Article | Published:

A proximity-tagging system to identify membrane protein–protein interactions

Nature Methodsvolume 15pages715722 (2018) | Download Citation

Abstract

The communication between cells and between cellular organelles is often controlled by the interaction of membrane proteins. Although many methods for the detection of protein–protein interactions (PPIs) exist, membrane PPIs remain difficult to detect. Here we developed a proximity-based tagging system, PUP-IT (pupylation-based interaction tagging), to identify membrane protein interactions. In this approach, a small protein tag, Pup, is applied to proteins that interact with a PafA-fused bait, enabling transient and weak interactions to be enriched and detected by mass spectrometry. Pup does not diffuse from the enzyme, which allows high-specificity labeling. We applied this approach to CD28, a critical costimulatory receptor for T lymphocyte activation, and identified known CD28 binding partners and multiple potential interacting proteins. In addition, we demonstrated that this method can identify the interaction between a cell surface receptor and its ligand.

Access optionsAccess options

Rent or Buy article

Get time limited or full article access on ReadCube.

from$8.99

All prices are NET prices.

Additional information

Publisher’s note: Springer Nature remains neutral with regard to jurisdictional claims in published maps and institutional affiliations.

References

  1. 1.

    Hung, V. et al. Proteomic mapping of the human mitochondrial intermembrane space in live cells via ratiometric APEX tagging. Mol. Cell 55, 332–341 (2014).

  2. 2.

    Lee, S. Y. et al. APEX fingerprinting reveals the subcellular localization of proteins of interest. Cell Rep. 15, 1837–1847 (2016).

  3. 3.

    Roux, K. J., Kim, D. I., Raida, M. & Burke, B. A promiscuous biotin ligase fusion protein identifies proximal and interacting proteins in mammalian cells. J. Cell Biol. 196, 801–810 (2012).

  4. 4.

    Kim, D. I., Jensen, S. C. & Roux, K. J. Identifying protein-protein associations at the nuclear envelope with BioID. Methods Mol. Biol. 1411, 133–146 (2016).

  5. 5.

    Loh, K. H. et al. Proteomic analysis of unbounded cellular compartments: synaptic clefts. Cell 166, 1295–1307 (2016).

  6. 6.

    Lobingier, B. T. et al. An approach to spatiotemporally resolve protein interaction networks in living cells. Cell 169, 350–360 (2017).

  7. 7.

    Paek, J. et al. Multidimensional tracking of GPCR signaling via peroxidase-catalyzed proximity labeling. Cell 169, 338–349 (2017).

  8. 8.

    Zhuang, M., Guan, S., Wang, H., Burlingame, A. L. & Wells, J. A. Substrates of IAP ubiquitin ligases identified with a designed orthogonal E3 ligase, the NEDDylator. Mol. Cell 49, 273–282 (2013).

  9. 9.

    Hill, Z. B., Pollock, S. B., Zhuang, M. & Wells, J. A. Direct proximity tagging of small molecule protein targets using an engineered NEDD8 ligase. J. Am. Chem. Soc. 138, 13123–13126 (2016).

  10. 10.

    Enchev, R. I., Schulman, B. A. & Peter, M. Protein neddylation: beyond cullin-RING ligases. Nat. Rev. Mol. Cell Biol. 16, 30–44 (2015).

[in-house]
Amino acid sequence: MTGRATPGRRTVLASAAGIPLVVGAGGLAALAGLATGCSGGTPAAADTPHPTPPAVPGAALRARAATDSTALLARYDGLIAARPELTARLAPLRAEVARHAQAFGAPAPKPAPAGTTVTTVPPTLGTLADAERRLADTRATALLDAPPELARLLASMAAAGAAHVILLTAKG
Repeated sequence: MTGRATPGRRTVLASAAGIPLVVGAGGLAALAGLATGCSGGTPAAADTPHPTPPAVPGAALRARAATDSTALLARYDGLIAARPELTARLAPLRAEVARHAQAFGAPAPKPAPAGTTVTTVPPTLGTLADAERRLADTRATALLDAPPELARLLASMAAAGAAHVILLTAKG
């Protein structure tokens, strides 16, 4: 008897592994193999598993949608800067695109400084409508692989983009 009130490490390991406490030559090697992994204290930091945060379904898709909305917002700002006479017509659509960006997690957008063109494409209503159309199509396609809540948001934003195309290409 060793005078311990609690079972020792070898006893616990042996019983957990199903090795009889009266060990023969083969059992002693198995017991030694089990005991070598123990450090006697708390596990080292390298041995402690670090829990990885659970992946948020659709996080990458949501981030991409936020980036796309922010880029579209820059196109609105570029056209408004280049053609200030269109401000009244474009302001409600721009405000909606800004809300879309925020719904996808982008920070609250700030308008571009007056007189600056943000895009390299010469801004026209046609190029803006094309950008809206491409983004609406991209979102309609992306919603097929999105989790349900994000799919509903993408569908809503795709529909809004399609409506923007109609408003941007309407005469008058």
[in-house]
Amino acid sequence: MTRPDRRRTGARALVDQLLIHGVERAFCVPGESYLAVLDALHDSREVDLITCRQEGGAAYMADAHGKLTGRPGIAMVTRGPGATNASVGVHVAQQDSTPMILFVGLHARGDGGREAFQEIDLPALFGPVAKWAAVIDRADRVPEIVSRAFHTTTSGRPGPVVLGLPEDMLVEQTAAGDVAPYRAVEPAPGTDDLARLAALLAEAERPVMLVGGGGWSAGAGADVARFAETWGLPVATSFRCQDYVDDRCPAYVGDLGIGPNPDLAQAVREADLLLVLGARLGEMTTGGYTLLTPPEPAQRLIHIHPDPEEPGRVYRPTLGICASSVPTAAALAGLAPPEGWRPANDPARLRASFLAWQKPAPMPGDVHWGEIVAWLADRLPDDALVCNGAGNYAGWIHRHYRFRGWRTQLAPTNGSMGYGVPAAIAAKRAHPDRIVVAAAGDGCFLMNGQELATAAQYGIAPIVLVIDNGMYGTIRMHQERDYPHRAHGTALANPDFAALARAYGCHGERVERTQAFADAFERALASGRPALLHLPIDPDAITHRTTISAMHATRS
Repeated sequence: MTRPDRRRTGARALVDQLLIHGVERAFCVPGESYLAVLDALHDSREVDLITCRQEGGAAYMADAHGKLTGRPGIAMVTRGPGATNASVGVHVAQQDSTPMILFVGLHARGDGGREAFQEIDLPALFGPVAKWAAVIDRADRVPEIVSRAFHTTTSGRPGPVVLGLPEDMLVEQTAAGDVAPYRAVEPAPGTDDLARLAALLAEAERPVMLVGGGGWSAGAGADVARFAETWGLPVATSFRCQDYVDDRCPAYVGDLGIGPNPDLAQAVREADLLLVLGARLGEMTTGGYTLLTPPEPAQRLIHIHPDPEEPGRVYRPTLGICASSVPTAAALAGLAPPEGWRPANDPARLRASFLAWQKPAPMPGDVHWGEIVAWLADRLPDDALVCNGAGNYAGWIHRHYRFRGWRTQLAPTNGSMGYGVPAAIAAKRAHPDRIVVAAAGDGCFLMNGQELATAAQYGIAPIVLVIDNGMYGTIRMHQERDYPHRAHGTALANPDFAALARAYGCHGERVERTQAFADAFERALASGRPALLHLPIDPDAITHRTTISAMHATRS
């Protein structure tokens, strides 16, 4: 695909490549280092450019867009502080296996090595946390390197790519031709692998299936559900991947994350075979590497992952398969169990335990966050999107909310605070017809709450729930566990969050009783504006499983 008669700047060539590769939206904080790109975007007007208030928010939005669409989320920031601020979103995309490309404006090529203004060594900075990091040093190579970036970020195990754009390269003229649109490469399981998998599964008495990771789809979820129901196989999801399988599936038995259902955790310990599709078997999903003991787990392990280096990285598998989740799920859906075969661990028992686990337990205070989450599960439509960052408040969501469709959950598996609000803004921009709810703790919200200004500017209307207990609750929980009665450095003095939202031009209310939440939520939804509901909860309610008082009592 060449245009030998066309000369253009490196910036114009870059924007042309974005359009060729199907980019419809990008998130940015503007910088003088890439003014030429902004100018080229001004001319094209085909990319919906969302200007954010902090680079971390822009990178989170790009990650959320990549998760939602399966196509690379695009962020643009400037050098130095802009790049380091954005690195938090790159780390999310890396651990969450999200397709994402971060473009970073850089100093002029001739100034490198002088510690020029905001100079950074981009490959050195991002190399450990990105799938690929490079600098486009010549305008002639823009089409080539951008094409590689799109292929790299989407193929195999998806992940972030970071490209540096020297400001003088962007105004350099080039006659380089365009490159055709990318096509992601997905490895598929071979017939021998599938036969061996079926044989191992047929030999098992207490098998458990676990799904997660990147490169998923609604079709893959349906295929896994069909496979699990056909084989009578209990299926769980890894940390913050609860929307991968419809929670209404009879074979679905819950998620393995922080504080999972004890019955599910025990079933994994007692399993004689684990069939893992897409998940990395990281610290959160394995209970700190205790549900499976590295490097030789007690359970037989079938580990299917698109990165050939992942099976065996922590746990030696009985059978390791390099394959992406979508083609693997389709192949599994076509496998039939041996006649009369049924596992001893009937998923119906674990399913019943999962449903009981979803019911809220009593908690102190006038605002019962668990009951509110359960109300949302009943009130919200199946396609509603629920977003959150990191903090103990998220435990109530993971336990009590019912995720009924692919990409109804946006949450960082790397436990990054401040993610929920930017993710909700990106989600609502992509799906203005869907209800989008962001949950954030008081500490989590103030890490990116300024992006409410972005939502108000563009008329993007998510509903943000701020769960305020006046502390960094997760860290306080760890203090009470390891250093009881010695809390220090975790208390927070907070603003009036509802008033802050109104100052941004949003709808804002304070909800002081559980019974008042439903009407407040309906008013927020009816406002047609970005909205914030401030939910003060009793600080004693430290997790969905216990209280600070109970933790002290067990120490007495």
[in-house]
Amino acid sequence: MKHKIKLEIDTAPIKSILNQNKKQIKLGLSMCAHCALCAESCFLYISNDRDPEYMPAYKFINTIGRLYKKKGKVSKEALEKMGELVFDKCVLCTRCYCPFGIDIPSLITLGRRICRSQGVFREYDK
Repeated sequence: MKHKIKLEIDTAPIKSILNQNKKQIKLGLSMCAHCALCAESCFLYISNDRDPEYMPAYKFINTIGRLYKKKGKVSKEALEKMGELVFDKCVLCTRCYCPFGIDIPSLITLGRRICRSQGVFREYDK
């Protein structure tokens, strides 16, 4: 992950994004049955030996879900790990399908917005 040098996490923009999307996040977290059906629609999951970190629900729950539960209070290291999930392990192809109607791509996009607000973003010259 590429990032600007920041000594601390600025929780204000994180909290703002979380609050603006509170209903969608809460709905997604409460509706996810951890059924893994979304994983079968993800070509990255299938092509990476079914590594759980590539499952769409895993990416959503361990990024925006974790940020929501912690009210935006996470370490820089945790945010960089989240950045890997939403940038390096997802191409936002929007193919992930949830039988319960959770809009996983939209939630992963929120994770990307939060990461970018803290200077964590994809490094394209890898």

11. 11.

    Striebel, F. et al. Bacterial ubiquitin-like modifier Pup is deamidated and conjugated to substrates by distinct but homologous enzymes. Nat. Struct. Mol. Biol. 16, 647–651 (2009).

  12. 12.

    Özcelik, D. et al. Structures of Pup ligase PafA and depupylase Dop from the prokaryotic ubiquitin-like modification pathway. Nat. Commun. 3, 1014 (2012).

  13. 13.

    Guth, E., Thommen, M. & Weber-Ban, E. Mycobacterial ubiquitin-like protein ligase PafA follows a two-step reaction pathway with a phosphorylated pup intermediate. J. Biol. Chem. 286, 4412–4419 (2011).

  14. 14.

    Pearce, M. J., Mintseris, J., Ferreyra, J., Gygi, S. P. & Darwin, K. H. Ubiquitin-like protein involved in the proteasome pathway of Mycobacterium tuberculosis. Science 322, 1104–1107 (2008).

  15. 15.

    Burns, K. E., Liu, W. T., Boshoff, H. I., Dorrestein, P. C. & Barry, C. E. III Proteasomal protein degradation in Mycobacteria is dependent upon a prokaryotic ubiquitin-like protein. J. Biol. Chem. 284, 3069–3075 (2009).

  16. 16.

    Smirnov, D., Dhall, A., Sivanesam, K., Sharar, R. J. & Chatterjee, C. Fluorescent probes reveal a minimal ligase recognition motif in the prokaryotic ubiquitin-like protein from Mycobacterium tuberculosis. J. Am. Chem. Soc. 135, 2887–2890 (2013).

  17. 17.

    Festa, R. A. et al. Prokaryotic ubiquitin-like protein (Pup) proteome of Mycobacterium tuberculosis. PLoS One 5, e8589 (2010).

  18. 18.

    Watrous, J. et al. Expansion of the mycobacterial “PUPylome”. Mol. Biosyst. 6, 376–385 (2010).

  19. 19.

    Poulsen, C. et al. Proteome-wide identification of mycobacterial pupylation targets. Mol. Syst. Biol. 6, 386 (2010).

  20. 20.

    Tagwerker, C. et al. A tandem affinity tag for two-step purification under fully denaturing conditions: application in ubiquitin profiling and protein complex identification combined with in vivo cross-linking. Mol. Cell. Proteomics 5, 737–748 (2006).

  21. 21.

    Zhang, Q. et al. Multiple Ser/Thr-rich degrons mediate the degradation of Ci/Gli by the Cul3-HIB/SPOP E3 ubiquitin ligase. Proc. Natl. Acad. Sci. USA 106, 21191–21196 (2009).

  22. 22.

    Zhuang, M. et al. Structures of SPOP-substrate complexes: insights into molecular architectures of BTB-Cul3 ubiquitin ligases. Mol. Cell 36, 39–50 (2009).

  23. 23.

    Gossen, M. et al. Transcriptional activation by tetracyclines in mammalian cells. Science 268, 1766–1769 (1995).

  24. 24.

    Urlinger, S. et al. Exploring the sequence space for tetracycline-dependent transcriptional activators: novel mutations yield expanded range and sensitivity. Proc. Natl. Acad. Sci. USA 97, 7963–7968 (2000).

  25. 25.

    Banaszynski, L. A., Liu, C. W. & Wandless, T. J. Characterization of the FKBP·rapamycin·FRB ternary complex. J. Am. Chem. Soc. 127, 4715–4721 (2005).